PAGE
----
Daily in this state thousands of citizens are investing millions of dollars in condominium property. Chapter 711, F.S.A., 1967, the Florida Condominium Act, and the Articles or Declarations of Condominiums provided for thereunder ought to be construed strictly to assure these investors that what the buyer sees the buyer gets. Every man may justly consider his home his castle and himself as the king thereof; nonetheless his sovereign fiat to use his property as he pleases must yield, at least in degree, where ownership is in common or cooperation with others. The benefits of condominium living and ownership demand no less. The individual ought not be permitted to disrupt the integrity of the common scheme through his desire for change, however laudable that change might be. Id. at 688.Breitenbach involved an attempt by a unit owner to replace a screen enclosure with glass jalousies, even though the declaration of condominium prohibited "material alterations" or "substantial additions" to the common elements of the condominium. The screened enclosures were within the areas defined as common elements. Thus, even though Breitenbach's attempt to replace the screen enclosure was certainly a reasonable one and would have doubtlessly improved their unit, we were impelled to uphold the use restrictions in order to vindicate the condominium association's interest in maintaining a uniform exterior. A similar result occurred in Pepe v. Whispering Sands Condominium Association, 351 So.2d 755 (Fla. 2nd DCA 1977), wherein the Court expressed the view that the restrictions in the declaration of condominium were of paramount importance in defining the rights and obligations of unit owners. The Court stated:
A declaration of a condominium is more than a mere contract spelling out mutual rights and obligations of the parties thereto — it assumes some of the attributes of a covenant running with the land, circumscribing the extent and limits of the enjoyment and use of real property. Stated otherwise, it spells out the true extent of the purchased, and thus granted, use interest therein. Absent consent, or an amendment of the declaration of condominium as may be provided for in such declaration, or as may be provided by statute in the absence of such a provision, this enjoyment and use cannot be impaired or diminished. (footnotes omitted) Id. at 757-758.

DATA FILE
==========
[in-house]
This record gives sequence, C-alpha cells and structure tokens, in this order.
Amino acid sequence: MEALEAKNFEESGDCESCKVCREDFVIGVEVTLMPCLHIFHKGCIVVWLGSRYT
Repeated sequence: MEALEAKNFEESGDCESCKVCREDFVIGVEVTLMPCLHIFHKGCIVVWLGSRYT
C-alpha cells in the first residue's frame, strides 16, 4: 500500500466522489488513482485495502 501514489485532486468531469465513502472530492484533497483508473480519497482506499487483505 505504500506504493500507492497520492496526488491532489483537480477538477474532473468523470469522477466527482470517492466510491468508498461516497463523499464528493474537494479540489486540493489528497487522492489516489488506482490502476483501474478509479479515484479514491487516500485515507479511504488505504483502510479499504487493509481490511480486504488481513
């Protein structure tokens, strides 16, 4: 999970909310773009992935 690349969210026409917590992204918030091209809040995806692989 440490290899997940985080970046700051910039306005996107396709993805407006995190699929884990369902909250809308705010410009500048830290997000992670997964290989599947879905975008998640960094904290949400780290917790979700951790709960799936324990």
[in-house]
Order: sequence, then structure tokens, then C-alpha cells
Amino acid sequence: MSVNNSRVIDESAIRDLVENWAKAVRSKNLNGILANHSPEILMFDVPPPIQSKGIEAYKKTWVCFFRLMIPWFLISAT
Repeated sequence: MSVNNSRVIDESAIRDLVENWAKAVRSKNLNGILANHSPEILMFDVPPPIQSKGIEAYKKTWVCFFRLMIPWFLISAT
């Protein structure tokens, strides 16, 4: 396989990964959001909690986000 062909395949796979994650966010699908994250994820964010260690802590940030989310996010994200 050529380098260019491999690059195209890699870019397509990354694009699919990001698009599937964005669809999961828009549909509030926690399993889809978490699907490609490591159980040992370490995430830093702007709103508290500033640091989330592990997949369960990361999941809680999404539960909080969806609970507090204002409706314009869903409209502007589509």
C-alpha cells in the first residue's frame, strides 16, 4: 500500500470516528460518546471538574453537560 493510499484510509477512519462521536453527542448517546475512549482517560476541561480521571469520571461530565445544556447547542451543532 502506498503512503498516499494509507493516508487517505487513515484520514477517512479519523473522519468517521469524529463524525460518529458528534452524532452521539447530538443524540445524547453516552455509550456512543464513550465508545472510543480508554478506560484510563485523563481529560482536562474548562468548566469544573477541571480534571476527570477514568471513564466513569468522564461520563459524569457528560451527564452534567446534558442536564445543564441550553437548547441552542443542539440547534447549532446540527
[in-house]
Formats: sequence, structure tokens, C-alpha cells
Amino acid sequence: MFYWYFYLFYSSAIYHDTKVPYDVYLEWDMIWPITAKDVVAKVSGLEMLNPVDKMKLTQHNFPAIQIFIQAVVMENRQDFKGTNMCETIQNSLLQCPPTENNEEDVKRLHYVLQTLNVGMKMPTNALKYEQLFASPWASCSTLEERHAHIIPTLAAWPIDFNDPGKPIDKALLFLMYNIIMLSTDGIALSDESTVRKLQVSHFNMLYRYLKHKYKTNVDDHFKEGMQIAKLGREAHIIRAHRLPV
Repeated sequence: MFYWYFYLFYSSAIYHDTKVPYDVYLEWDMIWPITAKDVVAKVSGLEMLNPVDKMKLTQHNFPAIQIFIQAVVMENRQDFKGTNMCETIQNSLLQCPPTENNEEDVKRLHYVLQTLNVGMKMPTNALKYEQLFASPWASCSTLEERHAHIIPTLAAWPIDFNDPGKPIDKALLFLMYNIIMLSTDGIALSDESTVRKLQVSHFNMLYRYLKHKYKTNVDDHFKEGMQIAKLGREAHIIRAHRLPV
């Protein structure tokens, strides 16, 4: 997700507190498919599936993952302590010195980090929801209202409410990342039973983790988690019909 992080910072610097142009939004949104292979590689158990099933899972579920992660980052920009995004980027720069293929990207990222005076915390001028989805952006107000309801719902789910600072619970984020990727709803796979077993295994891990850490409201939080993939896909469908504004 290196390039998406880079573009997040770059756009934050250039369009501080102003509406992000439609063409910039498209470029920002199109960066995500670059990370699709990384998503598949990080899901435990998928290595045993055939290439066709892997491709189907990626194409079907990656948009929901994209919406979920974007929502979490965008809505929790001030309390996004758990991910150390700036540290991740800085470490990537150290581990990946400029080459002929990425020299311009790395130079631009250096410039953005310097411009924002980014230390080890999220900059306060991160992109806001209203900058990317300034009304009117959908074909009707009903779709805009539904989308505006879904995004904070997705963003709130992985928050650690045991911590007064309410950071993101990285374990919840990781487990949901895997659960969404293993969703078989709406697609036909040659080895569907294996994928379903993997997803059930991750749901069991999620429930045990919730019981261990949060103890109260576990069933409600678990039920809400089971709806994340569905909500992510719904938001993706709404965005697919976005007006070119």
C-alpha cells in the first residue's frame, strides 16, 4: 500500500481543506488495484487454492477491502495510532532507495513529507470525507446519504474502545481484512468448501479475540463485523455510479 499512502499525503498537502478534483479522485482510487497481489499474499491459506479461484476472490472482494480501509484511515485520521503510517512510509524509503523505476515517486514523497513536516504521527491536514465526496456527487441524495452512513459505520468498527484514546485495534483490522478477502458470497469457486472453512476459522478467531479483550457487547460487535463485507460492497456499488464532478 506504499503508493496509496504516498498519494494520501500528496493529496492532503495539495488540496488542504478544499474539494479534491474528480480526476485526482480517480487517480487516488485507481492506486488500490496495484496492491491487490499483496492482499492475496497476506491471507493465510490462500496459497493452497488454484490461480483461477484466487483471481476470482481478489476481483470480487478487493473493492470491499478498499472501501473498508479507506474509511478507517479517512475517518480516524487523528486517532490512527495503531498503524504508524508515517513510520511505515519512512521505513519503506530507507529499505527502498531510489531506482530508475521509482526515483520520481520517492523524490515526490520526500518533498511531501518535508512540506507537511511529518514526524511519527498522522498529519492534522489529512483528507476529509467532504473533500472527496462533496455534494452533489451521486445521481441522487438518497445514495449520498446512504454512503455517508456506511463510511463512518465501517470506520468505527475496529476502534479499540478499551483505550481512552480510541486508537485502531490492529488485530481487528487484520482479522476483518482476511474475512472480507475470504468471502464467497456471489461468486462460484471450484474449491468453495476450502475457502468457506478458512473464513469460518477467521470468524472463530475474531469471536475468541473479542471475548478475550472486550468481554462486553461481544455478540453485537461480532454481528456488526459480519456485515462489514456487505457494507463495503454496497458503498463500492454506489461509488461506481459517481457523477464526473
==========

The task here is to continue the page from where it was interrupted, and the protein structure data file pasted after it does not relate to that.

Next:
See also, Wilshire Condominium Association, Inc. v. Kohlbrand, 368 So.2d 629 (Fla. 4th DCA 1979).
Hidden Harbour Estates, Inc. v. Norman, 309 So.2d 180 (Fla. 4th DCA 1975) presented the question of whether a condominium association, through the exercise of its rule making powers, could prohibit the consumption of alcoholic beverages in the common areas of the condominium. In that case, we stated the "rule of reasonableness" to be the touchstone by which the validity of a condominium association's actions should be measured.
Certainly, the association is not at liberty to adopt arbitrary or capricious rules bearing no relationship to the health, happiness and enjoyment of life of the various unit owners. On the contrary, we believe the test is reasonableness. If a rule is reasonable the association can adopt it; if not, it cannot. It is not necessary that conduct be so offensive as to constitute a nuisance in order to justify regulation thereof. Of course, this means that each case must be considered upon the peculiar facts and circumstances thereto appertaining. Id. at 182.
We found that the restriction on consumption of alcoholic beverages was reasonable because it was designed to "promote the health, happiness, and peace of mind of the majority of the unit owners." Id. at 182.
There are essentially two categories of cases in which a condominium association attempts to enforce rules of restrictive uses. The first category is that dealing with the validity of restrictions found in the declaration of condominium itself. The second category of cases involves the validity of rules promulgated by the association's board of directors or the refusal of the board of directors to allow a particular use when the board is invested with the power to grant or deny a particular use.